This increase will be effective upon a notice served to tenants and the rent tribunal. The Act further says that where the landlord wants a tenant to vacate, he or she may serve them notice at least one month in advance. “This notice shall be not less than one month’s notice ending at the end of a tenancy month,” Section 15 of the Act says.
Rental Disputes Tribunal and Courts
In Kenya, there are two types of tribunals where you can present your grievances. These are the Business Premises Rent Tribunal (BPRT) and the Rent Restriction Tribunal (RRT). The Rent Restriction Tribunal has offices in Nairobi, Nakuru, Kisumu, Mombasa, Nyeri, Eldoret, Kakamega, Embu, Garissa and Lamu. This tribunal is involved in regulating the increase of rent, the right to possession, the exaction of premiums and fixing standard rent regarding controlled premises and other purposes between a landlord and a tenant.
According to Eric Mukoya, the Executive Director at legal Resources Foundation Trust, landlord and tenant relationships in Kenya are governed by the Rent Restriction Act, and the Landlord and Tenant Act. The Landlord and Tenant Act mainly cover business rent such as shops, catering establishments and hotels. “If you have a dispute, you may opt to seek redress through tribunals. If both bear no results based on what you are aggrieved about, you may file an appeal against the decisions offered by the tribunals at the High Court,” he says.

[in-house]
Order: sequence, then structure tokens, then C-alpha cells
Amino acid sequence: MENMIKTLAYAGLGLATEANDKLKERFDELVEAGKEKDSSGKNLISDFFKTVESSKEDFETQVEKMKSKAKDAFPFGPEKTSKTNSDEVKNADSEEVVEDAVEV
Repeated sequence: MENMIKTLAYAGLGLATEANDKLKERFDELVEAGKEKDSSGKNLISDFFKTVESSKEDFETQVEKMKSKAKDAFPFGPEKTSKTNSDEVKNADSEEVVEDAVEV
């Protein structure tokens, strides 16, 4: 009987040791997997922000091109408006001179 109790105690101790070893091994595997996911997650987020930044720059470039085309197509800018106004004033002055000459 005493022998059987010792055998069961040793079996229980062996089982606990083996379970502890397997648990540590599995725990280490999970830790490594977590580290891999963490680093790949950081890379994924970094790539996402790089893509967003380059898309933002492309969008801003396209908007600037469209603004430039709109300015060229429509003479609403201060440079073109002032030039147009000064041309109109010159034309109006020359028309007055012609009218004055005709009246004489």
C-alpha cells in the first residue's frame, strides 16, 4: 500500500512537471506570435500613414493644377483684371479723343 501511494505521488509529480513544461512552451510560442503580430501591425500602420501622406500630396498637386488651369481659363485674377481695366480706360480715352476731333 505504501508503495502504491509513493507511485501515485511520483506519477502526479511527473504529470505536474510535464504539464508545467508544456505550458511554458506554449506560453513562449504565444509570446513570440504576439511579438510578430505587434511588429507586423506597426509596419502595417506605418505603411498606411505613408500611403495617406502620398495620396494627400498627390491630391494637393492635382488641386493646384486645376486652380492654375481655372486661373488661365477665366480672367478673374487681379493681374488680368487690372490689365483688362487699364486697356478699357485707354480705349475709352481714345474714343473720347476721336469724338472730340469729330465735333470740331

According to Carol Cheptoo, an arbiter and advocate of the High Court, where a landlord has unduly sent your goods for auctioning to recover his rental fees, a tenant can also sue at a court of law. “That qualifies as an illegal property auctioning. However, if you have a tenancy agreement in place, you may also need to take a look at what it says and if the landlord acted according to what you mutually agreed and consented to,” says Ms. Cheptoo. Also, instead of taking the aggression path, a few negotiation skills can go a long way in fostering a good relationship between you and your landlord, even as you stand for your rights.
Rental Disputes Case example:
In 1999 Lizzie Wanyoike, the founder and director of the NIBS Technical College leased a space in Nairobi to start a college. She had 25 students. Within months, her landlord decided to kick her out of the premises. “The space had been empty for quite some months.
After turning it into a thriving space, the landlord decided to kick me out,” she says. Since she had leased the space legally and had the accompanying contract, Ms. Wanyoike challenged the landlord’s decision in court. “I decided not to leave. I knew my rights and successfully challenged the decision in court,” she says. She occupied the space for the full duration of the lease.
Rental disputes: This feature was first published in the Saturday Magazine. The Saturday Magazine is a publication of the Nation Media Group.